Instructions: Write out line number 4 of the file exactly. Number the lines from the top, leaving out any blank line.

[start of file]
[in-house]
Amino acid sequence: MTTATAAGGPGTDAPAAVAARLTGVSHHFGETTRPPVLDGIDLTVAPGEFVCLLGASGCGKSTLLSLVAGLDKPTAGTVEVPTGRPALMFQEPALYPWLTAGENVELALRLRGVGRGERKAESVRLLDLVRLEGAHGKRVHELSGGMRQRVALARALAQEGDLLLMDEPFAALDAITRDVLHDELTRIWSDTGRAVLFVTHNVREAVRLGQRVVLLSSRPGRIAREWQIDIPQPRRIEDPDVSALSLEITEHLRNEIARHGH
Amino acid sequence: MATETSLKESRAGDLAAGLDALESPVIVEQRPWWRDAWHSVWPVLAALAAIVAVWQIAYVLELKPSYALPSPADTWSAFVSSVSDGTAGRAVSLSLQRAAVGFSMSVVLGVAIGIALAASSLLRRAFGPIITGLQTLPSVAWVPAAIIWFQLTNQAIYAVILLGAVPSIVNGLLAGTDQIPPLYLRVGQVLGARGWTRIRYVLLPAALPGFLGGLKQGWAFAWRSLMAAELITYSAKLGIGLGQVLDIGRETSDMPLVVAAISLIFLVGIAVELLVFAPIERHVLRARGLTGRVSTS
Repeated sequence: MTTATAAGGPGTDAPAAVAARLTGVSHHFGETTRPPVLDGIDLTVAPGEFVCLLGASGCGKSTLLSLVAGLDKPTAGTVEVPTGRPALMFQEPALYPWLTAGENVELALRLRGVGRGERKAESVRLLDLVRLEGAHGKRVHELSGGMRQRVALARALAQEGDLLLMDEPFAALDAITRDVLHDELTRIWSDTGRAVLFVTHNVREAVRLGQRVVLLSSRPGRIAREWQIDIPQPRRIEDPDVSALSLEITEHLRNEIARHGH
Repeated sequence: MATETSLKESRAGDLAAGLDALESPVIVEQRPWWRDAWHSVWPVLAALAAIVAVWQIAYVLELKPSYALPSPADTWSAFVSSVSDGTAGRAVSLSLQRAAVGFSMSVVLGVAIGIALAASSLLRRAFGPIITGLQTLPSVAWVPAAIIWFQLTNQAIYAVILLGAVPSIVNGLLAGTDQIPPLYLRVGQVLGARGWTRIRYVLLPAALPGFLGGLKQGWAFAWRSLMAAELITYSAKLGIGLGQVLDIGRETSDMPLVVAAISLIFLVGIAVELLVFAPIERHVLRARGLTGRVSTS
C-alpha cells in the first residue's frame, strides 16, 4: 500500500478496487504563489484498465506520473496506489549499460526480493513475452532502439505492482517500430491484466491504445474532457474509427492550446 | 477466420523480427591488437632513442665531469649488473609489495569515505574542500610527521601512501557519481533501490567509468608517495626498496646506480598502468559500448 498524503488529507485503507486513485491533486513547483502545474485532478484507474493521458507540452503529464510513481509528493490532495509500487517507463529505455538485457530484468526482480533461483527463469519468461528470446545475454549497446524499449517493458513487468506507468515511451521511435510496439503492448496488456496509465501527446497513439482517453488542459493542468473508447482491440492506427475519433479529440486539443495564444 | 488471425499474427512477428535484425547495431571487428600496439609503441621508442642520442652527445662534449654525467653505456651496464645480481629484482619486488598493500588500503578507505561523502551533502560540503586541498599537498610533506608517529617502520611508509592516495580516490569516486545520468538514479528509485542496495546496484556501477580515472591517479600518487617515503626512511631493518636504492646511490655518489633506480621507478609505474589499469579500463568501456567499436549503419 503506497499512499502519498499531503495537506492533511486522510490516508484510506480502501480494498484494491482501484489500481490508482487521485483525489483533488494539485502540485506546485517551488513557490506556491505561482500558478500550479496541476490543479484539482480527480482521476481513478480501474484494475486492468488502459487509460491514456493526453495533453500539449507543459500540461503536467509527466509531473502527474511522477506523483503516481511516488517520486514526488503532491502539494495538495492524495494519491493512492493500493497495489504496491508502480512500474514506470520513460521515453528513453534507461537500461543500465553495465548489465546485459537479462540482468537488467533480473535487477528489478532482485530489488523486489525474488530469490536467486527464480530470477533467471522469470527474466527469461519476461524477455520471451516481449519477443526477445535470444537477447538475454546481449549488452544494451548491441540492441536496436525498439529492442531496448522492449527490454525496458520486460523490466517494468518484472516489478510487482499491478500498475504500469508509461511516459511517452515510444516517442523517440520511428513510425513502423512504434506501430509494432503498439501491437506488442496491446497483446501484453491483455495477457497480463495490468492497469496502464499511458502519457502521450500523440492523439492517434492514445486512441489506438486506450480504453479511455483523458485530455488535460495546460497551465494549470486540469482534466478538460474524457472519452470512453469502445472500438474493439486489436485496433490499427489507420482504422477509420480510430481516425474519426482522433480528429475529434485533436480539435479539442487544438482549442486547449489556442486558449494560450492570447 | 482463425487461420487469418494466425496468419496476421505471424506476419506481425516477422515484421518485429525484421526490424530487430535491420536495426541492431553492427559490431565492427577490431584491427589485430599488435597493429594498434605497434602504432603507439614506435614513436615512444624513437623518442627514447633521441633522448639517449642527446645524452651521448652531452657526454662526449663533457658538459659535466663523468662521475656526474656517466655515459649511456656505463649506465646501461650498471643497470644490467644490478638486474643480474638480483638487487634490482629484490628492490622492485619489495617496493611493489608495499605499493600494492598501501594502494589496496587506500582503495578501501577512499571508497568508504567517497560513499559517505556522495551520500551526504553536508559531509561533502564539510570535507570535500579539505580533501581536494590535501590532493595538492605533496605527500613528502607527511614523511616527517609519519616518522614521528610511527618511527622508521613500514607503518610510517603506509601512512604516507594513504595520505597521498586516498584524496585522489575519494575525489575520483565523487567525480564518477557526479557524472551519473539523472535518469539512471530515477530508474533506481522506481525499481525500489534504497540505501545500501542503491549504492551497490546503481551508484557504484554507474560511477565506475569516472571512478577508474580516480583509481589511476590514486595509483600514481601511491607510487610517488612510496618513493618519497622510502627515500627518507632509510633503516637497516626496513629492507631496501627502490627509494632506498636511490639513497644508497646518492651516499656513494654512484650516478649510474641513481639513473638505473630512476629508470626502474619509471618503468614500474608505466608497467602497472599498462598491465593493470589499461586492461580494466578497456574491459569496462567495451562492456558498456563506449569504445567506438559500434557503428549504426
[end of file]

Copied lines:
Repeated sequence: MTTATAAGGPGTDAPAAVAARLTGVSHHFGETTRPPVLDGIDLTVAPGEFVCLLGASGCGKSTLLSLVAGLDKPTAGTVEVPTGRPALMFQEPALYPWLTAGENVELALRLRGVGRGERKAESVRLLDLVRLEGAHGKRVHELSGGMRQRVALARALAQEGDLLLMDEPFAALDAITRDVLHDELTRIWSDTGRAVLFVTHNVREAVRLGQRVVLLSSRPGRIAREWQIDIPQPRRIEDPDVSALSLEITEHLRNEIARHGH